St.Michael& All Angels – Sermon: “On Guard For You”

St. Michael and All Angels, 2013 (September 29)

Holy Cross Lutheran Church

Rev. Todd A. Peperkorn

(Matthew 18:1–11)

Sermon 9-29-13

TITLE: “On Guard For You”

Grace to you and peace from God our Father and the Lord, Jesus Christ. Amen. Our text for today is the Gospel just read from St. Matthew chapter Eighteen.

New Consecration Sunday is a day when we as a congregation commit to our ongoing work, evaluate our giving of time, talents and treasure, and ask what we are able to do in the year to come. Holy Cross has done New Consecration Sunday for about 7 years now, and it has become a sort of tradition at Holy Cross, leading into our budget planning for the upcoming year.

What I would like to talk with you about this morning is how we as a congregation live and work together. Congregations change over time. People come and go. Budgets change. Faces that were once regulars are no longer here, and faces that no one knows become more and more famliar. It is easy in the midst of such change to become discouraged, to wonder about the future and to even despair over what may come.

So in order to get a glimpse at our future in Christ, what I want to talk to you about this morning is children. Children at our pre-school and kindergarten. Children in our Sunday School. Your own children and grandchildren.

Children, it seems, have a special place in God’s heart. In our Gospel for today from St. Matthew chapter eighteen, we hear that unless we repent and become like little children, we will never enter the kingdom of heaven (Mt. 18:3). Jesus then goes on to say:

“Whoever humbles himself like this child is the greatest in the kingdom of heaven.” (Mt. 18:4)

What is it about children that are so special to God? Children are helpless. Children are naive. They will believe almost anything. They don’t contribute much. They are the exact opposite, in Jesus’ day, of someone who would contribute to the good of the group. They are work. And yet, they are the ones that are the most valued in the kingdom of God.

In our minds, this is pretty poor stewardship. I mean, really. The church is never going to grow if we focus our attention on people who can’t contribute, who can’t do the jobs we need done, and who are more needy than they are helpful.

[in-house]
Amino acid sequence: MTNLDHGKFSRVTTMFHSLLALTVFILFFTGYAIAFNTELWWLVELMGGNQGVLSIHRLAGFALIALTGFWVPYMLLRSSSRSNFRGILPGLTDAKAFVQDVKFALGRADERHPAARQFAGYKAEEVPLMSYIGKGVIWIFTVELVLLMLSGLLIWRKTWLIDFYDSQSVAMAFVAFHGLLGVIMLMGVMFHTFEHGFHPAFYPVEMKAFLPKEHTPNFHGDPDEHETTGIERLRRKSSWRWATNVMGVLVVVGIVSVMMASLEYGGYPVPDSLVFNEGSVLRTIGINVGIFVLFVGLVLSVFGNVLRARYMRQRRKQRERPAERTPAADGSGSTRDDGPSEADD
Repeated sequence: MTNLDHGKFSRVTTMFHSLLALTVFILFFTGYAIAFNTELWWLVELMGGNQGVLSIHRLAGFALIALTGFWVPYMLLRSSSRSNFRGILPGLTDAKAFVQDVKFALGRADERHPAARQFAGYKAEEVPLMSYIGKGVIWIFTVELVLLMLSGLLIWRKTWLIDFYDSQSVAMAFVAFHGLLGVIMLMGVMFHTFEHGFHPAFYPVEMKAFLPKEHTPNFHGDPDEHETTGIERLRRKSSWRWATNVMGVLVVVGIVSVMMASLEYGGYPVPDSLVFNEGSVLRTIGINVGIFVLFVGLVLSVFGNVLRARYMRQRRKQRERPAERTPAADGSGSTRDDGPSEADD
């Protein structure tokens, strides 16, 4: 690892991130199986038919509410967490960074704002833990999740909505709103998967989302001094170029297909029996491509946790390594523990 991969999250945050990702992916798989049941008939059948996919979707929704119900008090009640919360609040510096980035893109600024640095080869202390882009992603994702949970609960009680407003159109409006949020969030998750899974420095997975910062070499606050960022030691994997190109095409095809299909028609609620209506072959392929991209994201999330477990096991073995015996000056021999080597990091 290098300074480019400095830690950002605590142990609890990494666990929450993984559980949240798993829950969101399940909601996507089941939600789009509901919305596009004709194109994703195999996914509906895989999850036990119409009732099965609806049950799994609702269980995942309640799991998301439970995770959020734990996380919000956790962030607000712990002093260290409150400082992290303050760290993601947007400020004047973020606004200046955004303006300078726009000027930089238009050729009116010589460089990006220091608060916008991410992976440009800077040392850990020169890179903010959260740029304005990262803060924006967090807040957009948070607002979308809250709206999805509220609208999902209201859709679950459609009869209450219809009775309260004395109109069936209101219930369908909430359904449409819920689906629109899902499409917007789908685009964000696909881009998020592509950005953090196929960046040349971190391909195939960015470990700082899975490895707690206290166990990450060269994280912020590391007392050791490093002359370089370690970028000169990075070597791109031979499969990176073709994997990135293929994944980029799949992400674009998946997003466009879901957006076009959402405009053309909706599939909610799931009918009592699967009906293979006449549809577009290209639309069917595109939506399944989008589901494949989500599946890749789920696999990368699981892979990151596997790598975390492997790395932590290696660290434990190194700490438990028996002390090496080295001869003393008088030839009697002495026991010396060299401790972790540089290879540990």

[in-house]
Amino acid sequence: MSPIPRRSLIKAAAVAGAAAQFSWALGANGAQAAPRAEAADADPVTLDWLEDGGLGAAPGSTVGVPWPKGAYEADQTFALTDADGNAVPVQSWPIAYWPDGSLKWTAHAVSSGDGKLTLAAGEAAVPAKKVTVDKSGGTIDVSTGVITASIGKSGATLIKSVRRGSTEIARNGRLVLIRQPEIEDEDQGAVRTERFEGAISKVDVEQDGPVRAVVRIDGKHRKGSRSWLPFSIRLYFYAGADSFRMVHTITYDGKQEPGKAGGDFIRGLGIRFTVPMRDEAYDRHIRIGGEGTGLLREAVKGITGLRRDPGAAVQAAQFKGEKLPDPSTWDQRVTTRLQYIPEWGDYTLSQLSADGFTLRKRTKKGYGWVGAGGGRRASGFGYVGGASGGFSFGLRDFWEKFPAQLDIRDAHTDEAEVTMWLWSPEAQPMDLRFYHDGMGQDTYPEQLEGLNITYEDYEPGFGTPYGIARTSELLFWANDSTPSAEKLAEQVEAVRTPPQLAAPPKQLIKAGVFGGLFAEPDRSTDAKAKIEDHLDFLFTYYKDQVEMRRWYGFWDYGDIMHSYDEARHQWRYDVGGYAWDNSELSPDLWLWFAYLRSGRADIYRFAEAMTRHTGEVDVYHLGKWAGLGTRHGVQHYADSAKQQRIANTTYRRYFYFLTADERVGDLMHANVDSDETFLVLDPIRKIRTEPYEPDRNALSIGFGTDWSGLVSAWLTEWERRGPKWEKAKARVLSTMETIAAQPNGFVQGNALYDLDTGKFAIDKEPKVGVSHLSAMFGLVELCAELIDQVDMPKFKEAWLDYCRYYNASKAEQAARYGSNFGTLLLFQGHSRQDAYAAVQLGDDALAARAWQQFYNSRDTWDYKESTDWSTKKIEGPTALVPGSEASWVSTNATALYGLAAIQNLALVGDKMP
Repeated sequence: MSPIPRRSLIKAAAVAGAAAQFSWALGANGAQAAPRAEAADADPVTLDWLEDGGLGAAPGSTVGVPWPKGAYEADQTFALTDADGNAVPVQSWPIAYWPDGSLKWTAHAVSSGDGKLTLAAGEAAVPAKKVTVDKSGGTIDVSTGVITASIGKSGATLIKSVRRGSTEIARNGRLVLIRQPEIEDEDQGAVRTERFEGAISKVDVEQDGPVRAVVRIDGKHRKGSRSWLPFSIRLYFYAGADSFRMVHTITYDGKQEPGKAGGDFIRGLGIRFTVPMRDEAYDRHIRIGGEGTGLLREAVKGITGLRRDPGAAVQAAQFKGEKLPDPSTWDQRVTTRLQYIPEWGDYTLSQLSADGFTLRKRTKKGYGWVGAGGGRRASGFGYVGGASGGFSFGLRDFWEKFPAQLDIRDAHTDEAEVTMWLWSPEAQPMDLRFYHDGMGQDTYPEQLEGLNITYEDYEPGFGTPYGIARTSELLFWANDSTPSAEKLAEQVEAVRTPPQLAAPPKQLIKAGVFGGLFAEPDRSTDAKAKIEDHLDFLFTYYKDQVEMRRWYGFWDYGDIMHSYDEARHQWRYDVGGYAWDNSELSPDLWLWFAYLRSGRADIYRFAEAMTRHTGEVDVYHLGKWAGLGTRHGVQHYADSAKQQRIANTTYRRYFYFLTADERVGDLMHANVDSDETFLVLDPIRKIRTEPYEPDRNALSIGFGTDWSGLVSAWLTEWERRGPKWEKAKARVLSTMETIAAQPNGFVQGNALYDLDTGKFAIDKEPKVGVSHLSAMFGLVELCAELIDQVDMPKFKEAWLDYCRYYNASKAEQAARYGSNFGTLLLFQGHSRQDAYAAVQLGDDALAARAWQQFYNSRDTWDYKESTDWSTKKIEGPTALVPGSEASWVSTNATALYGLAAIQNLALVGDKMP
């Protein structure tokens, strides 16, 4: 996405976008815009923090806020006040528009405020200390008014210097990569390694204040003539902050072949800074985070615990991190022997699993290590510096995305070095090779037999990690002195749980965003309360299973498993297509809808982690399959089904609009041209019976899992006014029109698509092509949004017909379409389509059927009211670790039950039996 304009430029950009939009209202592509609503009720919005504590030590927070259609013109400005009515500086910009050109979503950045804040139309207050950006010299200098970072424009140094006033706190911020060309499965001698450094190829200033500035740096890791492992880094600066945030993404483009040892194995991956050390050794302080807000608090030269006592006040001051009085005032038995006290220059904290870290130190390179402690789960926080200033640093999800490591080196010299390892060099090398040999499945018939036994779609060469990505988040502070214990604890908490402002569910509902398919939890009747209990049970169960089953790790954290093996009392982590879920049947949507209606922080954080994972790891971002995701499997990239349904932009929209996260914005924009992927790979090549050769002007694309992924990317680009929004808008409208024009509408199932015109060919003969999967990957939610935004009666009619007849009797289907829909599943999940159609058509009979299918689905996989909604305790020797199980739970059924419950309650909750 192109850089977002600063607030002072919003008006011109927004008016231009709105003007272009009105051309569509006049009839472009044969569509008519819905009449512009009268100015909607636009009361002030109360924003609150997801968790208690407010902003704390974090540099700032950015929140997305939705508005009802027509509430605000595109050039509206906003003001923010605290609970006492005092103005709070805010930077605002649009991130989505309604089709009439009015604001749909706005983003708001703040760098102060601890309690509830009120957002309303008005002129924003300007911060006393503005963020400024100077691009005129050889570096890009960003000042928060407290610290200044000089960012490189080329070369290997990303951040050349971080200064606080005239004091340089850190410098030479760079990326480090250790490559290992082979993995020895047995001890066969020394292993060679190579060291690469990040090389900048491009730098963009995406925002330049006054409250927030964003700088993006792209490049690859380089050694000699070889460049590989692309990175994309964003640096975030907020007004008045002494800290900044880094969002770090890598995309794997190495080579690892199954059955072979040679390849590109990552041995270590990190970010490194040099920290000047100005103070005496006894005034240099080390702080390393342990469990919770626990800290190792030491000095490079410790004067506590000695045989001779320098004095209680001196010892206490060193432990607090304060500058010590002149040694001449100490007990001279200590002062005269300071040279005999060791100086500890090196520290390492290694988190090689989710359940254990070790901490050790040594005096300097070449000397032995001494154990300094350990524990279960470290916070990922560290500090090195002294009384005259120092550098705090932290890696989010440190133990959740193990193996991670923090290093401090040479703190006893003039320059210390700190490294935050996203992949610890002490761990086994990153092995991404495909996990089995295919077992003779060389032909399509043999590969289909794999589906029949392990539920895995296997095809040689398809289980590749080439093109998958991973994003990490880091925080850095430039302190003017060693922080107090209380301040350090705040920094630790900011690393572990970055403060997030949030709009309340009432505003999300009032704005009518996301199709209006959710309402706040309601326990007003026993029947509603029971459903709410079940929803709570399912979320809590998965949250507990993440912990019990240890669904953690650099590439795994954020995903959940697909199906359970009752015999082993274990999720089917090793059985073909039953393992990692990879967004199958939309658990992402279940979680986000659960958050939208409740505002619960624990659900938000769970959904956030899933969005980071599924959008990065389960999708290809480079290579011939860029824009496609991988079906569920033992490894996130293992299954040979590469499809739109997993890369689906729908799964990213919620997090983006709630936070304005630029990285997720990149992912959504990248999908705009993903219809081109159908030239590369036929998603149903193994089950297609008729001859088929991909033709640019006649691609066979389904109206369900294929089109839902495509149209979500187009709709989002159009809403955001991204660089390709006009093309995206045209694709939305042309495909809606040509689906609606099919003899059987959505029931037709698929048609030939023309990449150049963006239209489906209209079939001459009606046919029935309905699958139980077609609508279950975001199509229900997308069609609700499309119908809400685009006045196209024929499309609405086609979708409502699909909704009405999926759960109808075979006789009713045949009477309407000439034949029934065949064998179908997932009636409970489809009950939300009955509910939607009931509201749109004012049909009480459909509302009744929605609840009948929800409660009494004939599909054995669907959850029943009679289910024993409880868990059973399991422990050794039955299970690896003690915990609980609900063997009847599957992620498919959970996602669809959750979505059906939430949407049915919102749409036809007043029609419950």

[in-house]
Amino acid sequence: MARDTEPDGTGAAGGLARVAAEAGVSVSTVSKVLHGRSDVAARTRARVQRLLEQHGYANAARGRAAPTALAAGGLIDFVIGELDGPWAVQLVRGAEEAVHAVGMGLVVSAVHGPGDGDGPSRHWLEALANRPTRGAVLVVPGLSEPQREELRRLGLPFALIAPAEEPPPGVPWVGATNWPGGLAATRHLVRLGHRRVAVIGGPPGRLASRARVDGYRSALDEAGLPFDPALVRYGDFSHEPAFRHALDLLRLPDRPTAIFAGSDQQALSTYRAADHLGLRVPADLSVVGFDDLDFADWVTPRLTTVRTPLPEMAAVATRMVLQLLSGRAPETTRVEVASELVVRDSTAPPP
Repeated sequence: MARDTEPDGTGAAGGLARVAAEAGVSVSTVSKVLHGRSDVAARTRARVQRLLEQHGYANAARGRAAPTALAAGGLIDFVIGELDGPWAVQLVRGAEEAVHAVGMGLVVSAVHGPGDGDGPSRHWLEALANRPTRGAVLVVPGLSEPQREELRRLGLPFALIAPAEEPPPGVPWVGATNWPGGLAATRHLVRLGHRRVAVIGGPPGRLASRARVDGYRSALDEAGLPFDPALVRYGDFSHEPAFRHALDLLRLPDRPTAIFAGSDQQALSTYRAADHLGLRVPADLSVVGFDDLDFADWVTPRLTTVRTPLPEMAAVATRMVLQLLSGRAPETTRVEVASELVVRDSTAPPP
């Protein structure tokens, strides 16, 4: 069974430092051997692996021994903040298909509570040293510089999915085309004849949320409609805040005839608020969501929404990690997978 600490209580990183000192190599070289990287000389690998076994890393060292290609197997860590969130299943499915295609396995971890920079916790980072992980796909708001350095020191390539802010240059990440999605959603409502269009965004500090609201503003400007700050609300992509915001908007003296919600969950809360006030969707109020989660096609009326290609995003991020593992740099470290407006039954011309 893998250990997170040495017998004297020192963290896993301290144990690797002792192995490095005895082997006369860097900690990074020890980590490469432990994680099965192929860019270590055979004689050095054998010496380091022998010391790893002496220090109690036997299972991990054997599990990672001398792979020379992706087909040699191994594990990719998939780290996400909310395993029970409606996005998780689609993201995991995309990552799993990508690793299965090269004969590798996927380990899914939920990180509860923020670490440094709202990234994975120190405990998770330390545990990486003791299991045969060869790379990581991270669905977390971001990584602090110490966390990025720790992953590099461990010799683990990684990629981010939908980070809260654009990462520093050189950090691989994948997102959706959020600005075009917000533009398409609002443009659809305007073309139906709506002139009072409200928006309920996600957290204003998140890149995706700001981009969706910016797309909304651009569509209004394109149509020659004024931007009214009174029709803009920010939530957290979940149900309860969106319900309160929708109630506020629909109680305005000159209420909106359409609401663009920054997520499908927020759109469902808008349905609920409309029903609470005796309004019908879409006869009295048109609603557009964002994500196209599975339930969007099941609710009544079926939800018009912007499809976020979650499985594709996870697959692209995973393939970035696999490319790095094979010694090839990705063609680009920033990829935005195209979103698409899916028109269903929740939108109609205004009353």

That is the world talking. That is measurement committees and human resource departments. That is the disciples asking who is the greatest in the kingdom of heaven. They have a place, but that is not how things work in the kingdom of God. Remember the last words from Jesus in our text:

“See that you do not despise one of these little ones. For I tell you that in heaven their angels always see the face of my Father who is in heaven. For the Son of Man came to save the Lost.” (Mt. 18:10–11)

What this means is that the little ones’ angels always stand before God, they are always interceding, always bringing their needs and fears before the throne of grace. They are the ones whom God is most concerned with. In the kingdom of God, the Last shall be First and the first shall be last. In the kingdom of God, if you want to find the treasures of the church, you look to the poor, the needy, the downtrodden, the lost and the lonely. As congregation is not measured by its success. A congregation is measured by its mercy in receiving God’s Word and delivering that mercy to those in need in their midst.

Now what does this mean for us here, at Holy Cross Lutheran Church? It means this. Today is New Consecration Sunday. That means this is a day when the congregation ask you what you are able to give in terms of time and talents and treasures. How do we spend our time and energies as God’s people? How do we put our skills to work in God’s vineyard. And where do we spend our money? So think of it like this. What we are doing as a congregation is asking, “who are those in need in our midst?” Who are those who are in need of God’s mercy and care, and how can God use us to bring that about?

We are, of course, not alone in this work. The angels of God are looking out for the little ones in our midst. I rather like that picture. It is the picture of the guardian angel who keeps us safe. But these guardians who watch over us do not use the weapons of this world. They do not use sword and shields, guns and missles. No, they use the Sword of the Spirit, which is the Word of God. An angel is, above all, a messenger. They bring the message of God’s love to the lost ones. That means children. That means our shut-ins. That means our preschool and kindergarten. That means the broken and bent among us. That means you. For you are lost without Him and His love.

We at Holy Cross are turning our eyes to the future of our congregation. Yes, this means budgets and buildings and all that. But more importantly, it means faith. It means opening our eyes to the needs of those around us, and it means opening our ears to hear His promises.

Today God calls you to see with your ears, to listen to His Word and promises. He calls you to trust in Him for life and salvation, and for all of your needs of body and soul. Rejoice and be glad, for here, with angels and archangels and all the company of heaven, you are surrounded by the whole church in heaven and on earth. You are not alone, but you are guarded and kept by Jesus Christ Himself, who forgives your sins, shows you mercy in your time of need, and who delivers Himself to you today and every day.

Believe it for Jesus’ sake. Amen.

And now the peace of God, which passes all understanding, keep your hearts and mind sin true faith, to life everylasting. Amen.


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